Suzanne Fields (back to story)

October 7, 2002

Medicine men at NIH

Somebody is as busy as a bee, wasting your money on moonshine.

Congress is spending it on "scientific" research to explore alternative mind-body healing techniques. These can include "aromatherapy," how perfume from the petals of flowers can affect mood and energy; "ayurveda," a 5,000 year old practice from India that uses body, mind and spirit to treat disease; and "Reiki," Japanese for the laying on of hands to balance a patient's "vital energy" and heal emotional, mental, physical, and spiritual problems.

It all began because Sen. Tom Harkin of Iowa thinks bee pollen helped his allergies. The counterculture lives (and high on the hog). Armed with a budget of more than $100 million, the National Center for Complementary and Alternative Medicine, one of the 27 institutes of the National Institutes of Health, is having a high old time.

NCCAM explains on its Web site (nccam.nih.gov) that it has a mission to "explore complementary and alternative healing practices in the context of rigorous science," train researchers in the field and disseminate authoritative information to the public and professionals. But it does not explain how rigorous science can be applied to these studies. Complementary alternative medicines that publicly funded research can investigate extend to guided imagery, art, music and dance therapy, pet therapy and native American healing. (Pentecostal faith healers need not apply.)

Sen. Harkin, the sugar daddy in this exercise, seems to have been stung by more than a bee. He was inspired to set up NCCAM when he concluded that his allergies were relieved by bee pollen, but after he was cured the Federal Trade Commission fined the distributor of the bee pollen $200,000 for false advertising. This did not persuade Harkin to close the federal cash spigot. At his behest, Congress first directed $2 million in discretionary funds to a small Office of Alternative Medicine.

But green money, as we know, grows like kudzu and acronyms in Washington, and OAM became NCCAM, and this year it has a $100 million dollar budget. That makes a lot of beeswax, even in Washington.

Dr. Saul Green, a onetime professor of biochemistry at Sloan Kettering Cancer Institute, analyzed the NCCAM research and concluded that after nine years and hundreds of millions of dollars worth of studying, "the NCCAM awards have not produced useful information." Nothing of value has been shown to work or not to work, "to the satisfaction of the medical science community," despite the senator's promise that the federal largesse was meant to determine the value of these alternative medicines.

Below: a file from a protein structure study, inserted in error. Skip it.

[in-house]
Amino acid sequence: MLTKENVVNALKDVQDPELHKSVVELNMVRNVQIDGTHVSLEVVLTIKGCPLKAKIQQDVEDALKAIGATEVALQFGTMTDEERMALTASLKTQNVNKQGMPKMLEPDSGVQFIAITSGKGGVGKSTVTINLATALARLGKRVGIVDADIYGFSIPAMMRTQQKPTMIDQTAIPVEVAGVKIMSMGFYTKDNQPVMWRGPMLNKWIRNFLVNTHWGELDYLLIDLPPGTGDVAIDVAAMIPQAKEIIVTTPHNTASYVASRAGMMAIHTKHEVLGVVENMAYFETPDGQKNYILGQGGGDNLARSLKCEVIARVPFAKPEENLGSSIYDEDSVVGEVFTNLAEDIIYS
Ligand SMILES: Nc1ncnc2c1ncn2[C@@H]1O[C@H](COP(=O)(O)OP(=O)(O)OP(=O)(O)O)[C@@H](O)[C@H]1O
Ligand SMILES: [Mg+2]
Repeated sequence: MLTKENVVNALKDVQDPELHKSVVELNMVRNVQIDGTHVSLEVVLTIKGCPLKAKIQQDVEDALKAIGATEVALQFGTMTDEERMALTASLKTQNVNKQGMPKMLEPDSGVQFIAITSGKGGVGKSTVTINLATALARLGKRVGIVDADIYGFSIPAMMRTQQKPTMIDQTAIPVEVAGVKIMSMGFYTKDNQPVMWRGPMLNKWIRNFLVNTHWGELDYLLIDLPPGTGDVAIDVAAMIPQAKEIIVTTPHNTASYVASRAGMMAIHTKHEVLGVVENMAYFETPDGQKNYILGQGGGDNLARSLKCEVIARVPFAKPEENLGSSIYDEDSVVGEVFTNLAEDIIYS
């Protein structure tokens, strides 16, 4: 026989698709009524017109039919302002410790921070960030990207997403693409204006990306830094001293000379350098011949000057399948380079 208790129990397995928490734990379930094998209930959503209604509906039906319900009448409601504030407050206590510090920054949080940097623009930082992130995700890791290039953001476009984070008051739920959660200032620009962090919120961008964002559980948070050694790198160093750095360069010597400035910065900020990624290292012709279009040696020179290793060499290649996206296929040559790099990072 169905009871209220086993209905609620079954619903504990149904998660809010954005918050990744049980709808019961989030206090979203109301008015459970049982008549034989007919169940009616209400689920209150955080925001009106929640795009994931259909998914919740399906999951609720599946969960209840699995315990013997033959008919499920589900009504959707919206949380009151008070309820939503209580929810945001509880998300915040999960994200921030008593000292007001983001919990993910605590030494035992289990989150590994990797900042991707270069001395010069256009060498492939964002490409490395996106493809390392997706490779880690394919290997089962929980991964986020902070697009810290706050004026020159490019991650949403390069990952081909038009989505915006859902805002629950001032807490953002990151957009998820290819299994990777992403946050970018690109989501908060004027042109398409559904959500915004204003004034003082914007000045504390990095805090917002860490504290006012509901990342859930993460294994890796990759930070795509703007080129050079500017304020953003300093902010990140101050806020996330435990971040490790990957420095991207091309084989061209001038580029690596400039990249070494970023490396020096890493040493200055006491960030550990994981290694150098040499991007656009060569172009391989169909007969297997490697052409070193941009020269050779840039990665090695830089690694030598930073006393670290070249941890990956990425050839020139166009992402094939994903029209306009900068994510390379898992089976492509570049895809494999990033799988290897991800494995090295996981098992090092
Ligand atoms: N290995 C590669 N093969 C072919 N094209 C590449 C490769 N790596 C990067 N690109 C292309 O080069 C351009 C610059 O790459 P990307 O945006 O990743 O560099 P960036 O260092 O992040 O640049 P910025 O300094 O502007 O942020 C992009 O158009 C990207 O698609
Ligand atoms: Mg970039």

Dr. Wallace Sampson, emeritus clinical professor of medicine at Stanford University and editor of the Scientific Review of Alternative Medicine, a magazine devoted to examining medical claims, is less given to understatement. He argues that "anti-science advocates" use New Age mumbo jumbo to attack the essential integrity of modern medicine.

"Using obscure language and misleading claims, they promote a medical philosophy that would propel medicine centuries back(ward)," he writes. "They would supplant objectivity and reason with personal feelings, hunches and sophistry."

More damaging than the prospect that someone besides the senator will take the absurd seriously, the appropriation of taxpayer cash siphons money away from researching the real thing.

The range of alternative medicine is mind-boggling and extends to alternative cancer treatments that manipulate diet and call for coffee enemas (whether caffeinated or decaf is not specified). The NCCAM , by funding research into crackpot theories, bestows a federal imprimatur to suspect therapies without protecting the public from the quacks. "NCCAM has not declared any method to be ineffective," says Dr. Sampson, "thus giving grounds for continuing congressional appropriations."

Rigorous scientific trials are expensive and from five to 20 trials are required to prove any method or product effective or ineffective. It would take billions to find the efficacy - or nonsense - behind mind-body healing procedures.

Like so much that goes on with tax dollars, this kind of waste mostly operates below the media radar. Occasional feature stories appear in newspapers, magazines and on television, retailing anecdotal evidence of the fads and fashions in medical alternatives, but going through reports and conclusions of research grants is exceedingly tedious work, and it's seldom done unless someone suspects fraud. In these NCCAM grants, sloppy thinking and ideological missions are more correctly the culprits.

NCCAM will do research on "chelation therapy" for heart disease, a method that has been disproved and is potentially dangerous. An award for $1 million will examine psychic healing and $1.5 million will be used to study homeopathy, or home-based medicine. This may be petty cash on the Potomac, but taxpayers are allergic to it, and more than bee pollen will be required for a cure.

Contact Suzanne Fields | Read her biography

2002 Tribune Media Services